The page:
Dedication Creates Top-Ranked Program
by Christina Franks
November 15, 2016
In order to be a good chess player, a person has to think more than one move ahead, strategically analyzing possible outcomes. The next move made may not make sense at first – especially to those not playing – but in the long run, the decision will play out successfully.
That’s how one colleague describes the creation of Wabash College’s nationally-ranked actuary program, which was almost singlehandedly designed by Associate Professor of Mathematics Peter Thompson.
“Peter started thinking about ten moves ahead about ten years ago,” said Chad Westphal, Associate Professor of Mathematics and Computer Science. “Peter sort of single-handedly created this track that students can follow. It parallels the math major. They develop a broad enough base in mathematics that their degree is in mathematics, but they’ve specialized in financial mathematics. Actuarial science is a major thread through that.”
Actuarial science deals with risk management and quantification and is most commonly known as what is used to determine insurance policies. But to become an actuary, one must successfully pass ten different exams; it is often recommended to spend approximately 300 hours studying for each exam. Many students are able to enter the field as an actuarial intern after they pass the first two exams, which can often be done while still in school.
“Mathematical Finance was becoming an important area of mathematics, and it was worthwhile to offer a course in it,” Thompson explained.
Wabash offers courses that correlate to the first three exams even though it does not offer actuarial sciences as a major. Instead, Thompson helped create the financial mathematics program within the mathematics major, and students can tailor their studies to help lead them into the career field of actuarial sciences.
“We’re the right size school and department to be able to move in a different direction,” Westphal said. “If we were in a great big department with lots of bureaucracy and red tape, it would be really hard to create something new.”
Thompson said creating the program did present some challenges, and some compromises did need to be made within the department. He designed everything as half courses to ensure adequate content coverage and multiple entry points for students getting into the program.
Like the successful chess player, Thompson’s efforts have paid off. Considering the program is not a major, and the creation of the financial mathematics program did not add any faculty members to the department, it is quite an accomplishment that Wabash’s actuary program was recently ranked No. 1 in the nation by SafeCo Insurance.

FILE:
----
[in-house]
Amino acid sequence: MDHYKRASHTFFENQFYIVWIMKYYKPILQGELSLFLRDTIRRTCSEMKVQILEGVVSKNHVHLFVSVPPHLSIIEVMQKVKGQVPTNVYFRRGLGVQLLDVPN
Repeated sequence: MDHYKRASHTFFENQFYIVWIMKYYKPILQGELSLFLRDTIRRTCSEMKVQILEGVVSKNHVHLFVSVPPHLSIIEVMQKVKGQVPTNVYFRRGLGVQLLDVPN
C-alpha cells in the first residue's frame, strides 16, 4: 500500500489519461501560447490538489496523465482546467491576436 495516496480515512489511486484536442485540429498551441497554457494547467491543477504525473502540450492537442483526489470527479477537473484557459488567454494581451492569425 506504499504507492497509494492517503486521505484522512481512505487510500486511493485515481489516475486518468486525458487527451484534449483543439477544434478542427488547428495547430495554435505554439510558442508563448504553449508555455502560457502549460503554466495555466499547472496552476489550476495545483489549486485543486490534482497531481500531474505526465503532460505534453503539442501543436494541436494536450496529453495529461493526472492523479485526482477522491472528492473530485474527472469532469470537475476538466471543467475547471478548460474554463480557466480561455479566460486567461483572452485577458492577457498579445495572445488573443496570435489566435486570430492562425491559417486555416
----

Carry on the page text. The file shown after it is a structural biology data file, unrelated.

What makes the program so successful? The mastermind behind it all: Peter Thompson.
“I prepared for and took actuarial and other financial exams to gain expertise in actuarial science, mathematical finance, finance in general, and insurance to help me in running the financial math program,” Thompson said.
In fact, Thompson is only three exams away from becoming a licensed actuary. And he did it solely for the betterment of his students and this program.
“It’s really quite remarkable that he’s invested his professional energies into this,” Westphal said. “So he can speak with great authority, and he shares all of his notes and everything. Over the course of these last eight or ten years, he’s added in his own expertise in particular to actuarial studies and, very quietly but very consistently, he’s shepherded students through taking the actuarial exams.”
One of the students Thompson currently works with is Kenny Cox ’19. Cox is in his second half-semester course with Thompson and is preparing to take an actuarial exam in January. Along the way, Thompson has provided him with exam materials and networking information.
“Dr. Thompson's classes force you to learn the material without requiring hours upon hours of assignments,” Cox said. “The courses seem to focus more on learning the material than doing work. Homework is never assigned, but quizzes are given weekly. I learn a lot from his classes, but I rarely become stressed due to the class. I absolutely enjoy the program thus far.”
But Thompson does not take full credit for the surprising success of this program. Instead, he credits everyone else around him and related mathematics programs.
“I did not anticipate the large class sizes or the large numbers of majors,” he said, “but these are primarily due to a popular and supportive economics program and to the other mathematics faculty for growing mathematics majors in Calculus II and Linear Algebra.
“Program quality can be measured in a variety of ways – quality of curriculum, faculty expertise, popularity, student accomplishments, graduation rate, post-graduate success,” Thompson continued. “All of these are important for a successful program.”